One thing we would have loved to see Sony incorporate is an auto on/off functionality when the buds magnetically attach to each other. It would preserve quite a significant amount of battery life since the buds don’t automatically turn off after a particular period of lying idle if it’s connected to a device. However, the magnets would have to be made markedly stronger to implement such a feature. OnePlus Wireless Bullets 2 have actually implemented this feature quite well and it isn’t unfeasible to ask for an intuitive feature like this one on the Sony WI-1000XM2 given the exorbitant price.

Performance

Powered by a powerful HD Hybrid Driver System setup hosting one 9mm dynamic driver and one matched Balanced Armature driver, the Sony WI-1000XM2 really shows its worth when it comes to audio performance. The overall sound quality is applause-worthy since it is quite detailed and accurate across frequencies. In addition to this, the ANC performance, as mentioned above, is quite impressive as well.

Additionally, the Sony WI-1000XM2 also comes with DSEE HX (Digital Sound Enhancement Engine HX) which upscales compressed digital files to bring them close to the quality of Hi-Res audio. The capable hybrid driver setup, DSEE HX and the presence of superior audio codecs such as LDAC and AAC really uplift the sound quality of these premium earphones, making the lofty price tag more digestible, since you mostly get a sonically accurate performance.

The sound profile, however, lacks a bit of rumble and thump when it comes to bass response. It lacks drive, even though the bass is actually extremely accurate and doesn’t distort even at high volumes. In some predominantly bass-y tracks, such as Another One Bites the Dust by Queen, the bass response sounds timid in comparison to the mids and highs, especially Freddie’s powerful (mid-high) vocals.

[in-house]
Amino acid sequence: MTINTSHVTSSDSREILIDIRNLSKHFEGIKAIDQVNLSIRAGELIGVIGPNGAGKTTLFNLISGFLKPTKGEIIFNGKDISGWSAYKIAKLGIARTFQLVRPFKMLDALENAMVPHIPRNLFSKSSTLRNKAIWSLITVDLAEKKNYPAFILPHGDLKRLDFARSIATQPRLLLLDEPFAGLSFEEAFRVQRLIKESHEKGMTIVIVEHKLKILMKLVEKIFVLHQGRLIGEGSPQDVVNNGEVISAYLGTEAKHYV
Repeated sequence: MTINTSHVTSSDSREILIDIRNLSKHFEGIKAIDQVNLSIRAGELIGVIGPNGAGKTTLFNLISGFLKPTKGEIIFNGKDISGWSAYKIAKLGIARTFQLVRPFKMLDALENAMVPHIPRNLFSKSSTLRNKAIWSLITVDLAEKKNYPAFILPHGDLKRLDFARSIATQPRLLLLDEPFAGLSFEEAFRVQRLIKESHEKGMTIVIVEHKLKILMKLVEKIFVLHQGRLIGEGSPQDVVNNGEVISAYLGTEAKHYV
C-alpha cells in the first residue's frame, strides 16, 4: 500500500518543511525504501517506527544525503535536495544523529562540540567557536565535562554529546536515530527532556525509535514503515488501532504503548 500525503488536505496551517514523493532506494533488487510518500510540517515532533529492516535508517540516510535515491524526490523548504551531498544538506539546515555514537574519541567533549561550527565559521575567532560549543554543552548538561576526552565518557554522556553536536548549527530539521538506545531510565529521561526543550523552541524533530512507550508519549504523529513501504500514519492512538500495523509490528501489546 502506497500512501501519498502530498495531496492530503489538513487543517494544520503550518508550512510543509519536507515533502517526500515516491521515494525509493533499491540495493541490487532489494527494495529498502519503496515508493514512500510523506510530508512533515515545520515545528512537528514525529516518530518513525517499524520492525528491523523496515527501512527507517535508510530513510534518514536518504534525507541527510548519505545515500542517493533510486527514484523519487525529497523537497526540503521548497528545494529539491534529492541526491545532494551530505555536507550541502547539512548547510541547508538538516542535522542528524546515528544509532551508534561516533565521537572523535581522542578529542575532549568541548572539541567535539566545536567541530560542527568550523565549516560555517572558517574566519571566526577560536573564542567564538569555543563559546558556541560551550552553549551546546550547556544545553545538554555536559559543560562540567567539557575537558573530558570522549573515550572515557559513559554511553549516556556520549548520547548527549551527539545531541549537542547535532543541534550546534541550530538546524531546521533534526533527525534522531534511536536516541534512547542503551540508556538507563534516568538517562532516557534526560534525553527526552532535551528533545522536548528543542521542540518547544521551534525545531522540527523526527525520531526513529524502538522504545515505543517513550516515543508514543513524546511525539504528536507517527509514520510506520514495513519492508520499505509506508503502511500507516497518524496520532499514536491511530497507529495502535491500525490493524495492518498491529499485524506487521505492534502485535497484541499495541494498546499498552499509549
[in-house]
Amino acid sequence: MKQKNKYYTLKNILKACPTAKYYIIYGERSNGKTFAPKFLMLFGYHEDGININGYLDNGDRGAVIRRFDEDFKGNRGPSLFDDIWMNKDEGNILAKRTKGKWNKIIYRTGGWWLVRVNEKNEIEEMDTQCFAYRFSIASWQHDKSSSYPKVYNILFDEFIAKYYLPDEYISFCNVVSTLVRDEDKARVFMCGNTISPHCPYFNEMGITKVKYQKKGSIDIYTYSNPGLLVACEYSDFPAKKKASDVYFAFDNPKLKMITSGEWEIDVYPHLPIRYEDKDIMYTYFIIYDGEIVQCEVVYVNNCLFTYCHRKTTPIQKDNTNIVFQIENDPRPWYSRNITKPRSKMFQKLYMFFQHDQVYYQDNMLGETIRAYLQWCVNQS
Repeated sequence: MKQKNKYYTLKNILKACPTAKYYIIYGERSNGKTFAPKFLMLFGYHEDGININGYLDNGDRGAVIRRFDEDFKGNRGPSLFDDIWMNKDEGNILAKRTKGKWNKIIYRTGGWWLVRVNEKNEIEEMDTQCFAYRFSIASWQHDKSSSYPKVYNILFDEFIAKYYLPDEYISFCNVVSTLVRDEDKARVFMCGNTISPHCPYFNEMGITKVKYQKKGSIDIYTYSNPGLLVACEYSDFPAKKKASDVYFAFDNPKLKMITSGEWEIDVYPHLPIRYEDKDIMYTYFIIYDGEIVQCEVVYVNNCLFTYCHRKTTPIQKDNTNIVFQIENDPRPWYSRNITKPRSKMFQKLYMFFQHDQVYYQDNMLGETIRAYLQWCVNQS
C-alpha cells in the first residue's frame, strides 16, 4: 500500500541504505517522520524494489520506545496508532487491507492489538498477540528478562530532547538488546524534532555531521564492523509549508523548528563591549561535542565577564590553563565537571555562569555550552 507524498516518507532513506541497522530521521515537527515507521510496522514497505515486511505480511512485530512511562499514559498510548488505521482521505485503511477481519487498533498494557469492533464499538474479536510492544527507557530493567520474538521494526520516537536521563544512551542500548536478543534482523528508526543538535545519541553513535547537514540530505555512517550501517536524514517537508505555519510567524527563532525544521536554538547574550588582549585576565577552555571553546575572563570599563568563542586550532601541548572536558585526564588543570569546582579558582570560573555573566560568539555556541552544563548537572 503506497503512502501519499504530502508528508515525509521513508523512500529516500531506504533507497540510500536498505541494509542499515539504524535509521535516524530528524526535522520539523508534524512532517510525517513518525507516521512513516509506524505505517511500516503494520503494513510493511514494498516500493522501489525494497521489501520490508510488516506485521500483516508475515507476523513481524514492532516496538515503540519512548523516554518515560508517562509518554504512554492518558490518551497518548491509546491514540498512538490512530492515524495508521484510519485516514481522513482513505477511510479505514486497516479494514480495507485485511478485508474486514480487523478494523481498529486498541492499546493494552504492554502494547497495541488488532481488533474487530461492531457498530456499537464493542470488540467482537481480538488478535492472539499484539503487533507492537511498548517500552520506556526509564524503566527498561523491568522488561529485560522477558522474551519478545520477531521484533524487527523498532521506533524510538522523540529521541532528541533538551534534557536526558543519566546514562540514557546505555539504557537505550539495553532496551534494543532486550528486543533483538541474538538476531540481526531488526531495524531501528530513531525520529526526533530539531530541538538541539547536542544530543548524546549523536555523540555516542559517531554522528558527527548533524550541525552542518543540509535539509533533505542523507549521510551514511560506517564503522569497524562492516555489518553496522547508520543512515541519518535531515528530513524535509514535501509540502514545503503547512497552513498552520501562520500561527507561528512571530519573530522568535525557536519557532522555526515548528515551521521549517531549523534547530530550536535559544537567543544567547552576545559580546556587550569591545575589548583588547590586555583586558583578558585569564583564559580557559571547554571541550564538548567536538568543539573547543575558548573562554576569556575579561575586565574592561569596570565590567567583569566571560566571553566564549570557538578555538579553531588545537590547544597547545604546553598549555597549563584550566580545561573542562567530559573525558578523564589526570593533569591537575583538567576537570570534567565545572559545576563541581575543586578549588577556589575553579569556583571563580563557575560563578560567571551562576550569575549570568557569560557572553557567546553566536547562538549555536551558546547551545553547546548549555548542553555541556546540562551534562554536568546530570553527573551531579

In tracks such as In The Dark by Ludens, the bass guitar, which is prominent on studio headphones and other premium headsets, is relegated to the background, especially getting lost almost entirely during the chorus. Nevertheless, if this seemingly meek bass response does bother you, the Sony app allows you to tweak in via the adjustable EQ.

The accuracy of the mids is superb. Instruments in this range sound dynamic and lively while still keeping every bit of detail possible. Vocals, both male and female, sound superb as this product thrives in vocal-centric tracks, pushing them prominently in the spotlight. In Hysteria by Muse, the vocals manage to stand out despite the cacophony of instruments in the background.

The highs are splendid, for the most part as well, with a seamless roll-off and minimal distortion. Sometimes though, sibilants (S and T sound) can lack detail, however, this is not too noticeable or jarring. Nevertheless, the mids and highs possess the ability to reproduce the details and nuances in tracks which very few earphones/headphones can do. The best part is that the dynamic driver plus a balanced armature driver combination goes a long way in keeping frequencies separate and distinct, in most cases.

The soundstage is a bit wider than you’d expect from in-ears, however, it still cannot compare to a good pair of over-ear headphones, especially open-back ones. It manages to create a decent sense of space when it comes to width but barely features any height, which is totally acceptable for in-ears. Imaging, unfortunately, was a bit lacking in quality for us. We found that in crowded tracks such as Selkies by BTBAM, the plethora of instruments often overlapped each other.